New gene therapy has cleared the hurdle for a second time in India, a major player in the global cancer research and development pipeline.
The second study published in the journal Science on Monday, showed that the new gene, called Enzyme-Activated Site-17, protects liver cells against cancer progression in mice.
The study, led by the National Cancer Research Institute (NCRI), also showed that mice carrying the mutation are less likely to develop liver cancer.
The findings are a significant victory for Indian scientists, who had sought to get the gene into humans for at least two decades.
However, the success came with major caveats, including a lack of a cure for the disease.
“We have a very limited capacity to develop a drug and we need to be patient-centric,” said Raghu Gupta, director of the NCRI’s gene therapy division.
“It’s really challenging.”
The gene is a variant of the gene responsible for transforming a normal protein called Myc-Tyr-Lys-Myc.
It has been tested in mice, but not humans, and scientists hope to begin human trials in the coming year.
The gene was discovered in mice at the same time as researchers discovered that the disease can be treated with chemotherapy.
But it has been around for more than a century.
The NCRI, which has funded the first two gene therapies, said the study is the first of its kind in the world and that it is also the first to show that a gene in the mutated form protects the liver from cancer progression.
The second study showed similar results.
Both studies used mice that carried a gene variant called My-T-My-My.
In the first study, scientists found that mice with the mutation were 50 percent less likely than mice without the mutation to develop lung cancer.
The mice also showed a reduction in the risk of developing other types of liver cancer, such as lymphoma.
The researchers found that the mutations were responsible for the protection of the liver cells from cancer-causing enzymes called ubiquitin ligases.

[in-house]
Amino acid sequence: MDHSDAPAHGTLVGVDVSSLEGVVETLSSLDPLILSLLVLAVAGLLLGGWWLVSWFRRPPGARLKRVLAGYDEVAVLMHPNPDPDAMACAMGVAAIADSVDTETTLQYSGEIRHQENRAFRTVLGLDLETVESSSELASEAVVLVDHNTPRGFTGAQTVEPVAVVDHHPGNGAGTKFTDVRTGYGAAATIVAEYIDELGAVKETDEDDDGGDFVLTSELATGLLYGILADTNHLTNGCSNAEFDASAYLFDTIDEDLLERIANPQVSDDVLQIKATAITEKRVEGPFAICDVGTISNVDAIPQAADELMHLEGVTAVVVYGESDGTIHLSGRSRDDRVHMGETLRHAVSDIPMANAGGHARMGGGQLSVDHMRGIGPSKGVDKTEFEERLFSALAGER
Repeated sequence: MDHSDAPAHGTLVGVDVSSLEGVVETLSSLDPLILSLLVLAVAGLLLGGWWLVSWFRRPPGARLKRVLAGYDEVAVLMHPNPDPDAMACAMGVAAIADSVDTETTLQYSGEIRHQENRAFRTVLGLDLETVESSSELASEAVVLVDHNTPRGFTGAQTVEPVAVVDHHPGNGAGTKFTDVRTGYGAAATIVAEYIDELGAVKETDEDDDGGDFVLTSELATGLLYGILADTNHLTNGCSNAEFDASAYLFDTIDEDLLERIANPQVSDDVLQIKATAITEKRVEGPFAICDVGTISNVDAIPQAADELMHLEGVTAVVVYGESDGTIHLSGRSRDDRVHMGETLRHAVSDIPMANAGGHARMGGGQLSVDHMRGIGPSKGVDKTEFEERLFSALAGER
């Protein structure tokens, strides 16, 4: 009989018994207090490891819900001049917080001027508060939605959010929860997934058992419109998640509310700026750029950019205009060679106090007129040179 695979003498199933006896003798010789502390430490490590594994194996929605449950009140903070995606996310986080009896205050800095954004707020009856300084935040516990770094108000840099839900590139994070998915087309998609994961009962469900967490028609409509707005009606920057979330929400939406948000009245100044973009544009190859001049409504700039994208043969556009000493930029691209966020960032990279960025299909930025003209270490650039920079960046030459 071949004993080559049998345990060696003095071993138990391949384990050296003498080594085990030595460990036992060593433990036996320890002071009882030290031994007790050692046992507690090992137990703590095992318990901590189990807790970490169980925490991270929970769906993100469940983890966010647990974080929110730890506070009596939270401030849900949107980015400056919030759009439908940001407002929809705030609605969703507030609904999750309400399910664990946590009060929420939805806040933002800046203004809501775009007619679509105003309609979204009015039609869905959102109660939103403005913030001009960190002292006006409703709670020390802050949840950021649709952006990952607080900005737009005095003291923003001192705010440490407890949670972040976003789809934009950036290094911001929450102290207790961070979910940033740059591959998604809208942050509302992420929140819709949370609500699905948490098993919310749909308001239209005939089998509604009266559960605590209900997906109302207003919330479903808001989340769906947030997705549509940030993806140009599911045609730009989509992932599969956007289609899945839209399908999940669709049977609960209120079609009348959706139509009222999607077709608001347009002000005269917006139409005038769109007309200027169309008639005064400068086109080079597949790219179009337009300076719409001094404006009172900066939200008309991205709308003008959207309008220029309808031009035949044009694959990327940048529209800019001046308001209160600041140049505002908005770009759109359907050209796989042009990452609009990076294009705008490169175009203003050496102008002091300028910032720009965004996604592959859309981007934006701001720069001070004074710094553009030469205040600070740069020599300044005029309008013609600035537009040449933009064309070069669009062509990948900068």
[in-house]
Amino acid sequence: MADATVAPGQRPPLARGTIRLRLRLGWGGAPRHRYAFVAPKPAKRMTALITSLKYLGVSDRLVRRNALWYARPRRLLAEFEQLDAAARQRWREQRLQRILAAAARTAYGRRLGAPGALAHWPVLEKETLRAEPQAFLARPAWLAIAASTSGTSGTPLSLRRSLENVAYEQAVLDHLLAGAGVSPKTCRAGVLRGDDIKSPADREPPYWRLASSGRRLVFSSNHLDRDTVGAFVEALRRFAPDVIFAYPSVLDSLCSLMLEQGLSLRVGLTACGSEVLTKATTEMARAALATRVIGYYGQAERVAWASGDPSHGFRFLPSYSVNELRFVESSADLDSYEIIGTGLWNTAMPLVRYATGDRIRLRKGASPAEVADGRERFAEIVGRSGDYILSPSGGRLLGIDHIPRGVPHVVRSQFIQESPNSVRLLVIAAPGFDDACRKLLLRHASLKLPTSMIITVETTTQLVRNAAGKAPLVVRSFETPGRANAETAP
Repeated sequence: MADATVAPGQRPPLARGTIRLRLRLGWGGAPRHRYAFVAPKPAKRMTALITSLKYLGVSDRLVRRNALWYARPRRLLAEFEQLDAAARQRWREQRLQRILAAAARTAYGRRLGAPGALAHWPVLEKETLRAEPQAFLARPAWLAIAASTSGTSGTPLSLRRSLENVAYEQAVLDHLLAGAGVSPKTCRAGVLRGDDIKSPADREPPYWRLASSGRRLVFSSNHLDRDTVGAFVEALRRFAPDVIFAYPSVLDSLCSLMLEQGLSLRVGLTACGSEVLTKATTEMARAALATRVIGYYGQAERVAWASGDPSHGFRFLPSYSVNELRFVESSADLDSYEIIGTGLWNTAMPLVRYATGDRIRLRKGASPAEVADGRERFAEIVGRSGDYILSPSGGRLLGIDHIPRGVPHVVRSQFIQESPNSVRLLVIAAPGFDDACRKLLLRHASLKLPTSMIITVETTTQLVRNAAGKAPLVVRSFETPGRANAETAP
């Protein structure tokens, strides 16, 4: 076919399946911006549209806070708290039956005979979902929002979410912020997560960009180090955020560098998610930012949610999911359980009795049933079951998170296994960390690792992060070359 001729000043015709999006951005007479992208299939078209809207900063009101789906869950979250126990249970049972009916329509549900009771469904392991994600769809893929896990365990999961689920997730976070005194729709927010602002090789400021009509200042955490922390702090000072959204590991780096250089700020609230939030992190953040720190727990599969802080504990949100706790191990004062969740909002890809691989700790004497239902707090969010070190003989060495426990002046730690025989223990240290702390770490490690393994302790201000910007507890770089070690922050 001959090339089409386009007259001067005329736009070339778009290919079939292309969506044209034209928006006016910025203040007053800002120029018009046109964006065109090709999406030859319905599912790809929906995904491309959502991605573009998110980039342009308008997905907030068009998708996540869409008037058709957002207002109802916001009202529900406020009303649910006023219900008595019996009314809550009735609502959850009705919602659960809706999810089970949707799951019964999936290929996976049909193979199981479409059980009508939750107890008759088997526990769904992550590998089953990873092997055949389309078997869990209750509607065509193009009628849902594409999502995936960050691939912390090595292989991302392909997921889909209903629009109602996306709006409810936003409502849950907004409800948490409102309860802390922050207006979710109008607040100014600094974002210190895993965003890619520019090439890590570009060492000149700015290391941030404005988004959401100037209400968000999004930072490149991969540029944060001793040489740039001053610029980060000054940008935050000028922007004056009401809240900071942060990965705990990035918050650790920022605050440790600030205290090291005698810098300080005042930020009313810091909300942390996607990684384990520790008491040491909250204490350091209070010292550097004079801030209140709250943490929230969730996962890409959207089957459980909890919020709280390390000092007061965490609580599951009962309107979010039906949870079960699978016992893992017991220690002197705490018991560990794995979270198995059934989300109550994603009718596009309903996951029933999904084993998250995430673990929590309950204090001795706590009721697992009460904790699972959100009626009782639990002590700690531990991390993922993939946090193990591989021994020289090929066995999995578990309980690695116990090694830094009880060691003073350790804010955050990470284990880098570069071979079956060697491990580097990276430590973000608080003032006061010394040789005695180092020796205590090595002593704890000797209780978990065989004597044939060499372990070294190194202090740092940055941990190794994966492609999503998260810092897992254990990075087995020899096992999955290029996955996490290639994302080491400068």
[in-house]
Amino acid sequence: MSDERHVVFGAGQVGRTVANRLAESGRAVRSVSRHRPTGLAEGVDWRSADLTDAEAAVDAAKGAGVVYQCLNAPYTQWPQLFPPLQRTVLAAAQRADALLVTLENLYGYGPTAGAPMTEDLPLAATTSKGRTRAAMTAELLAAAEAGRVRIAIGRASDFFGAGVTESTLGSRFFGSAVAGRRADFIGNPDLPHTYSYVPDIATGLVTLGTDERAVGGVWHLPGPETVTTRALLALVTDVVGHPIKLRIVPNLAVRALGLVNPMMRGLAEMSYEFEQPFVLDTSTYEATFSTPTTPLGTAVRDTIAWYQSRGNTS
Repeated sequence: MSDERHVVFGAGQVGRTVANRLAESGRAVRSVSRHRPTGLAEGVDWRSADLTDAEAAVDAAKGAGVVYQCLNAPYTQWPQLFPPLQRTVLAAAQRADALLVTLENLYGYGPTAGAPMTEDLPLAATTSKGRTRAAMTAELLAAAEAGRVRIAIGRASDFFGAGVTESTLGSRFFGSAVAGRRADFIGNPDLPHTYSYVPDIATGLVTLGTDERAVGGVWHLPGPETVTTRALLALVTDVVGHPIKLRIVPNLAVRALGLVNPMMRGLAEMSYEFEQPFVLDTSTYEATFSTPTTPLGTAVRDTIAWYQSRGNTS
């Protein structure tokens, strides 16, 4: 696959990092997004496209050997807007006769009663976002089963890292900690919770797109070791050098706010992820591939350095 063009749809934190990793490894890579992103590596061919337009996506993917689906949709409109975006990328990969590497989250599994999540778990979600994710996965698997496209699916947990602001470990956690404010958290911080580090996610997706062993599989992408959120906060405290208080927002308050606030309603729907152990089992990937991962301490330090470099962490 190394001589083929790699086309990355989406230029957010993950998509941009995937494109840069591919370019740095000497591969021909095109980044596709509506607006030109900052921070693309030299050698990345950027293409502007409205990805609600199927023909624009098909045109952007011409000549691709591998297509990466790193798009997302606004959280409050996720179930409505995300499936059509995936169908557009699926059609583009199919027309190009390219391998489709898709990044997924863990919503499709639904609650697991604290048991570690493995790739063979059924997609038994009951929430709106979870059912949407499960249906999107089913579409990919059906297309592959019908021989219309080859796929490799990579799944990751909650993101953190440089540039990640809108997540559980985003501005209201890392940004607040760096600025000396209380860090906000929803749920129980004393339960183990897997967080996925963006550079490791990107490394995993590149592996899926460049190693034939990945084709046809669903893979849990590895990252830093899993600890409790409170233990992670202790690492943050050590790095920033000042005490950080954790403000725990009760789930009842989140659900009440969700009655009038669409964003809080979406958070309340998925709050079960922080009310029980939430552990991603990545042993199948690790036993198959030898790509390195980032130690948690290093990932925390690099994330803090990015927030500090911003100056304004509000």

A ubiquitination enzyme is a group of enzymes that form an intermediate between two different types of DNA, called telomeres.
Telomeres are the part of the cell’s DNA that are broken down when the cell divides.
Researchers believe that a mutation in a gene called MyaLor-Lor2c1 protects the cells against the ubiquitins by preventing the enzymes from being released into the cells.
Another mutation, MyaMn-MyaLys3c1, could protect the cells from a second type of ubiquitinator called p-tyrosine phosphatase.
The researchers also found that mutations in the two genes were associated with a reduction of the rate of the enzyme’s ubiquitinating activity.
If the two mutations are combined, it could be possible to develop drug treatments for liver disease that target the proteins directly.
“It’s exciting that we have the first gene for hepatocellular carcinoma,” said K.S. Pandey, the NCRI’s chief scientific officer.
Pandey, who was not involved in the study, said that the researchers could not predict exactly how long the mice would be able to live with the gene in their cells.
He added that the gene is also likely to have benefits for other cancers, such a melanoma or skin cancer.
Pandey said the research also is important for developing more powerful drugs for liver cells.
The research could lead to the development of more effective drugs for patients with other cancers.
Panday said it is important that researchers continue to investigate how the gene may work in other cancers and that further studies should look at the safety and efficacy of the drug.